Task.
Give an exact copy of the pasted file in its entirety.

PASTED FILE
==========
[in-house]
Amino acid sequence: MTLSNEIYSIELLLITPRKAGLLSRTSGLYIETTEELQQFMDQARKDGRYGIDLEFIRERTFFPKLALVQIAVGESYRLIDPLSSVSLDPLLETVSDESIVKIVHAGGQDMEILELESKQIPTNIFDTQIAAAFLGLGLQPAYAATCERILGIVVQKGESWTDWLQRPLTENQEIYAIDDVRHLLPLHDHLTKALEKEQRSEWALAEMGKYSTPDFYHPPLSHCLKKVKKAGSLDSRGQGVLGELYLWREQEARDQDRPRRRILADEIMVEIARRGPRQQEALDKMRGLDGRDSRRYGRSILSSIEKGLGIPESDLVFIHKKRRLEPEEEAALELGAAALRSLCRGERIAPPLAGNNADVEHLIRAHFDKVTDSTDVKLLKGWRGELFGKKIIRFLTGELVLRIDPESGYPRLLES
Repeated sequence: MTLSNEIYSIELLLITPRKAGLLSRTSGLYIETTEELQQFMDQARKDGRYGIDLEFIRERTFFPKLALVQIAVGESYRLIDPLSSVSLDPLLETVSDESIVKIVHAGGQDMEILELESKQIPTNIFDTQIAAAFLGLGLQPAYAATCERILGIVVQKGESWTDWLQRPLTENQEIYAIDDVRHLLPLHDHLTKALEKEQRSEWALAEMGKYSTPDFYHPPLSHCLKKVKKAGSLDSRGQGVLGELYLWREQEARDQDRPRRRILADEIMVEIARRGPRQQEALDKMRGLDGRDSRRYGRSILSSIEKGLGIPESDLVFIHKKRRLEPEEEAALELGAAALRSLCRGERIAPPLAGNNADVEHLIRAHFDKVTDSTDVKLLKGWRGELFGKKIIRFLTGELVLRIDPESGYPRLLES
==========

[in-house]
Amino acid sequence: MTLSNEIYSIELLLITPRKAGLLSRTSGLYIETTEELQQFMDQARKDGRYGIDLEFIRERTFFPKLALVQIAVGESYRLIDPLSSVSLDPLLETVSDESIVKIVHAGGQDMEILELESKQIPTNIFDTQIAAAFLGLGLQPAYAATCERILGIVVQKGESWTDWLQRPLTENQEIYAIDDVRHLLPLHDHLTKALEKEQRSEWALAEMGKYSTPDFYHPPLSHCLKKVKKAGSLDSRGQGVLGELYLWREQEARDQDRPRRRILADEIMVEIARRGPRQQEALDKMRGLDGRDSRRYGRSILSSIEKGLGIPESDLVFIHKKRRLEPEEEAALELGAAALRSLCRGERIAPPLAGNNADVEHLIRAHFDKVTDSTDVKLLKGWRGELFGKKIIRFLTGELVLRIDPESGYPRLLES
Repeated sequence: MTLSNEIYSIELLLITPRKAGLLSRTSGLYIETTEELQQFMDQARKDGRYGIDLEFIRERTFFPKLALVQIAVGESYRLIDPLSSVSLDPLLETVSDESIVKIVHAGGQDMEILELESKQIPTNIFDTQIAAAFLGLGLQPAYAATCERILGIVVQKGESWTDWLQRPLTENQEIYAIDDVRHLLPLHDHLTKALEKEQRSEWALAEMGKYSTPDFYHPPLSHCLKKVKKAGSLDSRGQGVLGELYLWREQEARDQDRPRRRILADEIMVEIARRGPRQQEALDKMRGLDGRDSRRYGRSILSSIEKGLGIPESDLVFIHKKRRLEPEEEAALELGAAALRSLCRGERIAPPLAGNNADVEHLIRAHFDKVTDSTDVKLLKGWRGELFGKKIIRFLTGELVLRIDPESGYPRLLES